LEAPS Professional Development Program Cape York, 2015 - 2016
The Learning, Eating, Active Play and Sleep (LEAPS) project is a professional development program and support service for early childhood education and care (ECEC) educators in Queensland.
LEAPS is based on the Australian Government resource Get Up and Grow, which incorporates the national healthy eating guidelines and physical activity recommendations for ECEC settings. The LEAPS professional development program aimed to build capacity and confidence of ECEC educators to implement the Get up and Grow guidelines into routine practice at their workplace as well as effectively convey this information to families to promote healthy growth of Queensland children.
The LEAPS project partnered with Apunipima Cape York Health Council (Apunipima) for advice and support in tailoring of the LEAPS professional development program for Aboriginal and Torres Strait Islander ECEC settings. Apunipima was also subcontracted for the delivery of the LEAPS professional development sessions across Cape York and associated evaluation activities.
The LEAPS project was funded by the Queensland Government. The delivery of LEAPS in Cape York was a collaborate effort by NAQ Nutrition, Queensland University of Technology and Apunipima Cape York Health Council.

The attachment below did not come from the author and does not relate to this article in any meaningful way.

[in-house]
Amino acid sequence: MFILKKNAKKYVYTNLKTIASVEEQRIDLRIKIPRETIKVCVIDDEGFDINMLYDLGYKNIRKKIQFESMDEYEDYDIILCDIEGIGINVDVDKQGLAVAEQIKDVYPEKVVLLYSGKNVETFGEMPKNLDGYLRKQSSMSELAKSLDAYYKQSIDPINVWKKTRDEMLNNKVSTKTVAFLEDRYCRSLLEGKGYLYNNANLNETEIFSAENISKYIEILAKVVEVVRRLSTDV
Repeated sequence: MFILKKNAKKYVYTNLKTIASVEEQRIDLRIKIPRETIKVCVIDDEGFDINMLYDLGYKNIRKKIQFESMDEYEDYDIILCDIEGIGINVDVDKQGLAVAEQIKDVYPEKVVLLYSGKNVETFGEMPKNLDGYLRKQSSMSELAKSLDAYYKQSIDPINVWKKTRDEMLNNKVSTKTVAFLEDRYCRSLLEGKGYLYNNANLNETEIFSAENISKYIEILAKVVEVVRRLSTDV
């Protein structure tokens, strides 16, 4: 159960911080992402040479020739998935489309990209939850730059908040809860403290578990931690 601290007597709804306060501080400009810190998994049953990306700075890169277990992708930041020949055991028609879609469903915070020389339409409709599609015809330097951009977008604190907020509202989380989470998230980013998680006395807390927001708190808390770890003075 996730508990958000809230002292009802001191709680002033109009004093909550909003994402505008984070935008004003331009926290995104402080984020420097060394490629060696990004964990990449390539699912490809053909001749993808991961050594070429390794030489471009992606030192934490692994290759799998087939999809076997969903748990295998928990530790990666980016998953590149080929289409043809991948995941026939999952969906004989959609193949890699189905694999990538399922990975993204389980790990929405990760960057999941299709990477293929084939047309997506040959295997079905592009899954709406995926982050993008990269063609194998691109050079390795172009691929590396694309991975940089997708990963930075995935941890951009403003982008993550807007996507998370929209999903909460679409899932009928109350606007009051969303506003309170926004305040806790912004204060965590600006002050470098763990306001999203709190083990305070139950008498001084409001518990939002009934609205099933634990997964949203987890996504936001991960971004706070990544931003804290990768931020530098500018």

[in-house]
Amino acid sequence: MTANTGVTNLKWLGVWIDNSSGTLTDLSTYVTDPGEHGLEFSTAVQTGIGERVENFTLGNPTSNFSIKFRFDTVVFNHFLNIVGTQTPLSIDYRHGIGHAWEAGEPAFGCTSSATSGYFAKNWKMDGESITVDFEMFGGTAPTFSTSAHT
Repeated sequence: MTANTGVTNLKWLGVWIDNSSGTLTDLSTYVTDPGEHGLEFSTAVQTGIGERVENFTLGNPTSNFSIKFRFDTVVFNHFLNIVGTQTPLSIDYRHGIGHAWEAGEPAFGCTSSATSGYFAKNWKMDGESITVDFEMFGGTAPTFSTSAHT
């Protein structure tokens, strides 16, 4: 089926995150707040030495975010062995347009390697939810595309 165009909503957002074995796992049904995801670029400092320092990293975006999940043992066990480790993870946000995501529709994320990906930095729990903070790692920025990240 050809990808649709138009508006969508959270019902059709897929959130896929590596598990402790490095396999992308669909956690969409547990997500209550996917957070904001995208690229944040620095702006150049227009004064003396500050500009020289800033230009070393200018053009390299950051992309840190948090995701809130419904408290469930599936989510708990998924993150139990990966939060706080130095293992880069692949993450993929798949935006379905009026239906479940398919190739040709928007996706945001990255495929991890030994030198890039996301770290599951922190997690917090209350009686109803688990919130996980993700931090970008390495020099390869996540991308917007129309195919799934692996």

Healthy Choice Rewards, 2014 - 2015
Aboriginal and Torres Strait Islander people living in remote Australia are reported to consume 62.5% less fruit and 48% less vegetables than other Australians. Interventions influencing food prices have the potential to improve diet behaviours. The Healthy Choice Rewards study was designed to test the feasibility of a monetary incentive in the form of store vouchers to promote fruit and vegetable purchasing in a remote Aboriginal community context. The project was completed in 2015 as part of implementing a key objective of the Cape York Food and Nutrition Strategy – to ensure equitable food affordability, availability and access comparable to urban Australia.